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Cross of Christ

Christianity sees history in teleological terms – that is as having a purpose and leading to an end; in our case the Second Coming in Glory when the living and the dead will be judged and the first world will pass away and we shall see a new one, and the dead will be resurrected. It is not the only faith, or belief system, which has a teleology. Islam has one, and it sees history as the process by which the whole world will be brought to Allah. From the rise of Islam through to the late eighteenth century, it was easy enough to see this teleology playing itself out, as, in amazing fashion, a group of nomads from the Arabian desert, and their successors, conquered the whole Roman Empire by the 1450s. It was not until 1774 that the great Islamic Empire gave up territory it had conquered; from that point on, the teleology became more a matter of faith than historical fact, as the realm of Islam shrank, and its influence dwindled. This baffled and angered many Muslims – it was not how history was supposed to play out. But it fed into another teleology which had another vision of how history was supposed to turn out – that of the Enlightenment – and today, I would suggest, we might be on the verge of having to do what Islam has had to do, which is to question that teleology.

What, for the sake of convenience we label ‘the West’, had believed, is that the Enlightenment values, of liberty, equality and fraternity, would spread across the world until the less enlightened societies become more like our own. For the last three centuries, such a narrative was not only plausible, but, like the earlier Islamic one, could be ‘proved’ from ‘history’. So, if, in the early 1970s, one looked at the old Islamic world from the point of view of the West, the story was indeed one of progress: from Algeria through Cairo, Beirut, Damascus and through to Kabul, there were universities, schools and societies modelled on our own – there was a process we called ‘modernisation’, or sometimes, more accurately, ‘westernisation’. On the campuses and in the streets of these capitals, one would see women in Western dress, driving cars, going to University, and there was a palpable sense that the future would, indeed, see the triumph of ‘Western values’. A swift survey of all those places now reveals the hollowness of those hopes. Far from, as some believed at the time, even the rigid Islamic society of Saudi Arabia eventually catching up with the West, the Islamic world has chosen to go in their direction. The teleology is no longer so clear.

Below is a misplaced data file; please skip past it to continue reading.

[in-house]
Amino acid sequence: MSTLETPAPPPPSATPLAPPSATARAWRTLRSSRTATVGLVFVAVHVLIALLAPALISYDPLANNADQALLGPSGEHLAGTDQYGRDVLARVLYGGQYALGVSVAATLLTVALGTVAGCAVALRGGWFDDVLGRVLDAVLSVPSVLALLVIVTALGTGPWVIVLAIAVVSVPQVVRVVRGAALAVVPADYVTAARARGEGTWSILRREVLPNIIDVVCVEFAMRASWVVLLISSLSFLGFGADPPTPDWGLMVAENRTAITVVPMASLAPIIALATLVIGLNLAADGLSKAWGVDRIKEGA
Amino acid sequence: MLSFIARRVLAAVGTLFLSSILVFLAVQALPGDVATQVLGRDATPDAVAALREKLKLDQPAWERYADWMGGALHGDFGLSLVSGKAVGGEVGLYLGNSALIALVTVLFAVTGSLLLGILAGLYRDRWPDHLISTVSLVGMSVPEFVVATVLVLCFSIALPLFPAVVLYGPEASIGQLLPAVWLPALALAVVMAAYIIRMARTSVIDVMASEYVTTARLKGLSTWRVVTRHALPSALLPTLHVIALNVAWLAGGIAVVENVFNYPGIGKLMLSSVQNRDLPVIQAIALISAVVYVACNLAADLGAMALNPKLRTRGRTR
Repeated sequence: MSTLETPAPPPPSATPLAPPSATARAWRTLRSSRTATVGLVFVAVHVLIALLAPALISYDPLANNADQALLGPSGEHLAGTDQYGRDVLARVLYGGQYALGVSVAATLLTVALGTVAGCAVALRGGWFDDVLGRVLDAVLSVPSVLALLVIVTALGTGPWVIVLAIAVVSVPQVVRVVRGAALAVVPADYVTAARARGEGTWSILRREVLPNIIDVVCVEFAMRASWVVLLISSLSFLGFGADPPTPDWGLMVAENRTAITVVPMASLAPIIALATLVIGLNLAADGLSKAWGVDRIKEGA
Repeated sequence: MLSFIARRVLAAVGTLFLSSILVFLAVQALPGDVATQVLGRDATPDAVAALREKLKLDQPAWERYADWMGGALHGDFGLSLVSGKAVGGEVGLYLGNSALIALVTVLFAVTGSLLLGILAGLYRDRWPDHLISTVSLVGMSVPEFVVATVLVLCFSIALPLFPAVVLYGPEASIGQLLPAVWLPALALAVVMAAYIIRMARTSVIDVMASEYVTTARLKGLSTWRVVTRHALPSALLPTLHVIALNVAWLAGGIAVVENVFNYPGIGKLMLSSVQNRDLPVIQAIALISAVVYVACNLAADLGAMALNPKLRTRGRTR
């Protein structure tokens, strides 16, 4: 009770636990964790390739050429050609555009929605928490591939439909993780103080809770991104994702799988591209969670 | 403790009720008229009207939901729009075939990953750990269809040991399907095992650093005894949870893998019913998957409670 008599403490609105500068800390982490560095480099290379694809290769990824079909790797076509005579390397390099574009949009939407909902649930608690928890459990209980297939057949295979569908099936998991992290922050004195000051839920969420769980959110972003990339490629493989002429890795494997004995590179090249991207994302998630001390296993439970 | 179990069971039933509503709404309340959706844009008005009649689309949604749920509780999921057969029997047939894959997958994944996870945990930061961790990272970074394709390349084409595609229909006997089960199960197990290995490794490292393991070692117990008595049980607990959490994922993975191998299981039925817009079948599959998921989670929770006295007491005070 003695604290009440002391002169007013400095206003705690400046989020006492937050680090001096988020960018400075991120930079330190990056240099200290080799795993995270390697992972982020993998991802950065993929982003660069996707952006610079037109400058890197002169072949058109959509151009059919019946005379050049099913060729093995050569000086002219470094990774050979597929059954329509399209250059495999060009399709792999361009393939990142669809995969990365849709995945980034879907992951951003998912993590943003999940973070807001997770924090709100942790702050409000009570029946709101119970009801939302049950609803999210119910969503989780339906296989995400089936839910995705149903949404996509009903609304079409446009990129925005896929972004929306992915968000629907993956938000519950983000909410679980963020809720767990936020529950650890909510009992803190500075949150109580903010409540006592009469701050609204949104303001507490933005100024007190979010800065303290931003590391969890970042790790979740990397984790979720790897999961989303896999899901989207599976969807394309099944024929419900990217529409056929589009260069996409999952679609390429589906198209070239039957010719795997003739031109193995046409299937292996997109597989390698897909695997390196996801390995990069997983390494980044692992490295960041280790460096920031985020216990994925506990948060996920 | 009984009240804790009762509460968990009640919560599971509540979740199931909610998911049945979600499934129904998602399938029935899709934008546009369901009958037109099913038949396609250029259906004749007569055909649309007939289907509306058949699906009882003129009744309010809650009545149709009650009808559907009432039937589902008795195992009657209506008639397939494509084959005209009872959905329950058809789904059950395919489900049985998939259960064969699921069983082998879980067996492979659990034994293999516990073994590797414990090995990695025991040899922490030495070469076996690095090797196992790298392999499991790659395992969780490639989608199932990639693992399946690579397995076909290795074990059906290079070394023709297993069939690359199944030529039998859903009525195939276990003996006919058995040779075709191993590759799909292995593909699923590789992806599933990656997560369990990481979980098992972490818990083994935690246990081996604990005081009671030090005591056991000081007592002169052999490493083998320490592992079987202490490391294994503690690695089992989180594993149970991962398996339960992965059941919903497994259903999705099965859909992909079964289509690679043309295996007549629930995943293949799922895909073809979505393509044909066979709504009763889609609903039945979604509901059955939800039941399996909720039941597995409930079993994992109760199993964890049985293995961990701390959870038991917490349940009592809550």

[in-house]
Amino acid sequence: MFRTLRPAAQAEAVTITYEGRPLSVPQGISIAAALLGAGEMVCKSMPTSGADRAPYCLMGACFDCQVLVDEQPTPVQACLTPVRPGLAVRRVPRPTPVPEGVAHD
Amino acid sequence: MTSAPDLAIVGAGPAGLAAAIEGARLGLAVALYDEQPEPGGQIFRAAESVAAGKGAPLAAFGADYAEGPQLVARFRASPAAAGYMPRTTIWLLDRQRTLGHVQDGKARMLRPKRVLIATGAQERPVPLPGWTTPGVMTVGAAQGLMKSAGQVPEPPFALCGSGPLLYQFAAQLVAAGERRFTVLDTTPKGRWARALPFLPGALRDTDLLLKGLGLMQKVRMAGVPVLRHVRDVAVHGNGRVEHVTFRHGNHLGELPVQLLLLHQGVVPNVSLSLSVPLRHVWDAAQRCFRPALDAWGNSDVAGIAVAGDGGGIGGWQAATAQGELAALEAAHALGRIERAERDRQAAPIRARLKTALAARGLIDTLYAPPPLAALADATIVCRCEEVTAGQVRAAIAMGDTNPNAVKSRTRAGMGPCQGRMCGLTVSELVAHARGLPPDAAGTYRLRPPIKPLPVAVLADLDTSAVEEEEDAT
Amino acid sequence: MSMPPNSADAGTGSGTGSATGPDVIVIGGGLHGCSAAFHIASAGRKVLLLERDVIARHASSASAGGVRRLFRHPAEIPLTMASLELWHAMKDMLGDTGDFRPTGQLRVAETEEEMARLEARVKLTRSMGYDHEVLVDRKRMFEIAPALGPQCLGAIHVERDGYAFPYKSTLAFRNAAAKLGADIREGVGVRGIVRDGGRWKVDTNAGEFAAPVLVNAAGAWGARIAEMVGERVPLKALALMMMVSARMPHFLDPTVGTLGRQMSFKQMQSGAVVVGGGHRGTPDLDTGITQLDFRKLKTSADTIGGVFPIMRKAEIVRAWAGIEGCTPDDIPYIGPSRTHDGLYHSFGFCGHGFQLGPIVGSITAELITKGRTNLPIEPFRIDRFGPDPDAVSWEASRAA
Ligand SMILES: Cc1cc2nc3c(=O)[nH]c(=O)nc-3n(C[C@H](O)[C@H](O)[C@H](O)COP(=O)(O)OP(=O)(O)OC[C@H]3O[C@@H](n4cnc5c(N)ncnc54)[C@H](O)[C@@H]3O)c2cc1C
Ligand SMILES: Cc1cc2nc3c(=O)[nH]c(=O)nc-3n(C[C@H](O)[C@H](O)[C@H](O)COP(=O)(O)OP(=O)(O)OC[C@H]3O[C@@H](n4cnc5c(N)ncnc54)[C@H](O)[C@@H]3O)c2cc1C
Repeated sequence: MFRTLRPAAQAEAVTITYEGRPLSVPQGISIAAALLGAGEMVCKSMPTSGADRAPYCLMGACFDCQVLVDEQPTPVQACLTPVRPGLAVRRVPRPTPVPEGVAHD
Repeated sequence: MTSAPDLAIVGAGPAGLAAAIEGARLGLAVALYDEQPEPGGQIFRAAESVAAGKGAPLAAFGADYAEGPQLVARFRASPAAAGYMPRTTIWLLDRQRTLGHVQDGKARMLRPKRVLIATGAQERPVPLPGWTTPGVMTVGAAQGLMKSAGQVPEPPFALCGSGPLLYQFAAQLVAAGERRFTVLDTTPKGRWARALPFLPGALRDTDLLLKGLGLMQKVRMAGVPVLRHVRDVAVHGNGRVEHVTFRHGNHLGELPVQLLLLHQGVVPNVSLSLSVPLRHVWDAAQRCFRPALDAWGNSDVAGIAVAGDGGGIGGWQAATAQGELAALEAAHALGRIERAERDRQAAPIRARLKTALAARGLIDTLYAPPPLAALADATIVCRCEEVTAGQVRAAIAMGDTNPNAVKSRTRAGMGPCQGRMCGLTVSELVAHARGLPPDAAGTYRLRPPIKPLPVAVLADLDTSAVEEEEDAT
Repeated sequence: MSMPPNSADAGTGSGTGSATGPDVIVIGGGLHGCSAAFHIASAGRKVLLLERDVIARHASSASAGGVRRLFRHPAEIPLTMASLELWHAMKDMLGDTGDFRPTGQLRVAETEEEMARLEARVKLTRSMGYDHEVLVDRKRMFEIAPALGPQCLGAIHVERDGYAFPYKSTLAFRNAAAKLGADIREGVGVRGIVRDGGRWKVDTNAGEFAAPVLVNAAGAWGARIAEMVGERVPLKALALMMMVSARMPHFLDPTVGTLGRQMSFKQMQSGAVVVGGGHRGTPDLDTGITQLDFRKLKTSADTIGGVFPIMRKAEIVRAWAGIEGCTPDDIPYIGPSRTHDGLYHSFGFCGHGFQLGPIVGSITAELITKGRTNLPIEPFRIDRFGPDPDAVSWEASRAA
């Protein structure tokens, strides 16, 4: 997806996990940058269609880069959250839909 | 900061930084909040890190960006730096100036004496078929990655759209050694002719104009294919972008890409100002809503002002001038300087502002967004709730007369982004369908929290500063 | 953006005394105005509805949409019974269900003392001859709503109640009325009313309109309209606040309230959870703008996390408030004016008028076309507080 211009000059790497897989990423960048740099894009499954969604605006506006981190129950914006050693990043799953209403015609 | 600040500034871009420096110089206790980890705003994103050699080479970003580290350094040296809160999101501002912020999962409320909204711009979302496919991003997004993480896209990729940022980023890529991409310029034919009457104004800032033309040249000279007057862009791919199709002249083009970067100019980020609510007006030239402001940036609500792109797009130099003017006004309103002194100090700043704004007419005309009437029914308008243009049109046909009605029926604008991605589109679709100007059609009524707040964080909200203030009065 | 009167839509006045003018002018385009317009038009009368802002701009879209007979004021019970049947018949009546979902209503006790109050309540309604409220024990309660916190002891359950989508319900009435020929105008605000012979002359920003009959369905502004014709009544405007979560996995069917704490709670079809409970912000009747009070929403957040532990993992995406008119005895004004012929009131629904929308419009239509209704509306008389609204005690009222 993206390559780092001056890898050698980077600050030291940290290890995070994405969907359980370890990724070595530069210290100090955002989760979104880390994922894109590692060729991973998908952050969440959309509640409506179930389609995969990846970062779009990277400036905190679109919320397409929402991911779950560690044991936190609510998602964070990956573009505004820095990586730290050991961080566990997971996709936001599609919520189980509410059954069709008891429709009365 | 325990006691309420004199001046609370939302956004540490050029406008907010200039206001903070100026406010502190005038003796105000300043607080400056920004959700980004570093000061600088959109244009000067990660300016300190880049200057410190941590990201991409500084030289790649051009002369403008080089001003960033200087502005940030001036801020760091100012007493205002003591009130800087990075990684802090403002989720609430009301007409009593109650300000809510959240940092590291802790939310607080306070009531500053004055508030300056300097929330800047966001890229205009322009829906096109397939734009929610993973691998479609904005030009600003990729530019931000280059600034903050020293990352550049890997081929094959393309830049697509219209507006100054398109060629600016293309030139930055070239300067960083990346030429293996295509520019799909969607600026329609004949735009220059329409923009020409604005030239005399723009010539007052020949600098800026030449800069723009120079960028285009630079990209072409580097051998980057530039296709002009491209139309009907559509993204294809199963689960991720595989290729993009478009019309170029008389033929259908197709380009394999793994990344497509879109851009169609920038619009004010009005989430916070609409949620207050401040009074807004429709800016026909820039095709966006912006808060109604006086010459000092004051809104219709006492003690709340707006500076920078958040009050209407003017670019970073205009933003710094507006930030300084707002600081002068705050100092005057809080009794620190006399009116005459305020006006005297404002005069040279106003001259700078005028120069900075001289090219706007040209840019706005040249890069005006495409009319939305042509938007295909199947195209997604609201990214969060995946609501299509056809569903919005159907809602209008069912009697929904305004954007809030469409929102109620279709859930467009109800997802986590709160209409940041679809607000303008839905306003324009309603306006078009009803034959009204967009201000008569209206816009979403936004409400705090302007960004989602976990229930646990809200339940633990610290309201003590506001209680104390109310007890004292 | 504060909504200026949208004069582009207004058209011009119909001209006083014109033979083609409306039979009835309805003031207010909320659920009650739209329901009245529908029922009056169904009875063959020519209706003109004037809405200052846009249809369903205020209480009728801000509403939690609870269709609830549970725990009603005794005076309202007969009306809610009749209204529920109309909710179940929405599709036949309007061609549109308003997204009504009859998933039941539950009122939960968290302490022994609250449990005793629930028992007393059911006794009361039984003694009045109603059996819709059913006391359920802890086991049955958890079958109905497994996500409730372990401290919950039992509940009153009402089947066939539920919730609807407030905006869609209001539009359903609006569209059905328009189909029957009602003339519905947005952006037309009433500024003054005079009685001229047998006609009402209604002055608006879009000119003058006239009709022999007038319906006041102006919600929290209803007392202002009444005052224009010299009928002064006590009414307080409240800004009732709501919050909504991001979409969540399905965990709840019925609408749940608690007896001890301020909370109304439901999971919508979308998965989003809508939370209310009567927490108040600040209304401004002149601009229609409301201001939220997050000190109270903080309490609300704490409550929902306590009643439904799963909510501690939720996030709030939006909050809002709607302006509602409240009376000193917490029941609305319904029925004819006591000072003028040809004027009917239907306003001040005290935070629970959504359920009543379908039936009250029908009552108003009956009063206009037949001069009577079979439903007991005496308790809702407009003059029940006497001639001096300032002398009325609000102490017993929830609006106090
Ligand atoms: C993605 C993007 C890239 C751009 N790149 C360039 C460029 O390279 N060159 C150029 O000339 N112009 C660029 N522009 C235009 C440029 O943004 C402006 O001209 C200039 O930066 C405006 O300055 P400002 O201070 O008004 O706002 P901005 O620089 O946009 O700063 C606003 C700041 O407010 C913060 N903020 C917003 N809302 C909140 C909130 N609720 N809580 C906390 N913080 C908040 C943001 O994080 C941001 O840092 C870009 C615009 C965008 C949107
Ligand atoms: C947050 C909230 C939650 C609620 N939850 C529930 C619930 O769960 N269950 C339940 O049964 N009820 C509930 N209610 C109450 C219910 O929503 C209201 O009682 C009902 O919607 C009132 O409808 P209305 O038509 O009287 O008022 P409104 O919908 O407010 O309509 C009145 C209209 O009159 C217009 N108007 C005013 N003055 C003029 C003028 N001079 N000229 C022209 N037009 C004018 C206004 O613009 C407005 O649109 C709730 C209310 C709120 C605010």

In part this is because Western secular liberalism seems to have lost faith in itself. If one said that all it takes for evil to prosper is for good men to do nothing, our reaction as a society would be to question whether ‘evil’ existed and how one would judge, and to ask whether that was not rather elitist of us? Who, after all, are we. to define ‘good’? Someone would be sure to add that the use of the word ‘men’ was everyday sexism. If we wanted to say that ‘the worst’ were ‘full of passionate intensity’, the same relativistic reflexes would be liable to paralyse us.

Yes, faced with something like the events last week in Paris, our leaders will (well, most of them, some found the football more engrossing) seize a photo opportunity, and we still enjoy enough power in the world for others to wish to be seen to join in, but as for actually doing anything – well, that’s another matter. We can be ‘Charlie’, but that other ‘hashtag’ – ‘bring back our girls’ – well, Nigeria is a far away country about which, in reality, we know little and care less; were this not so we would do something.

Western liberal secularism has many good things to be said for it, but it lacks any animating spirituality. It does not comprehend what it sees in Islam, or, for that matter, Putin and China, and so it projects its teleology on them. These things are ‘blips’, the ‘rise of the West’ is the ‘end of history’, and the world will, surely, get back to moving in the direction ‘we’ want. That may be so, but it is no more inevitable than the Islamic teleology, and it may we that like the Muslims, we in the West may have to cope with the shock of realising history is not moving in our direction, and we are not riding its tide.

Where does the Christian sit here? On the whole, he or she tends to be in favour of ‘Western values’, which is not surprising as so many of them derive from a Judeo-Christian heritage which we are busy trying to forget. But the experiment, began in the eighteenth century and run through to now, of seeing whether those values could stand up by themselves without the spirituality which animated them has, I suspect, failed. Man was not ‘born good’ and enslaved by religion. He was born fatally flawed, and Christianity, with its offer of redemption and its moral codes underpinned by the belief they were God’s Law, helped provide not only hope of eternal life, but frameworks within which men and women could restrain the bad and encourage the good in them. It also provided, as we can see form our culture, the impetus for great music, art and literature, as well as for the impulse to evangelise the world.

Perhaps the effort of giving birth to all of that has left our society effete, in the real meaning of that word? At any rate, it is becoming clear that lacking the spirituality which once animated the society which proclaimed ‘Western values’. the West lacks the vitality and the will to spread them – and perhaps – ultimately, to defend them in the face of those who will die for their beliefs.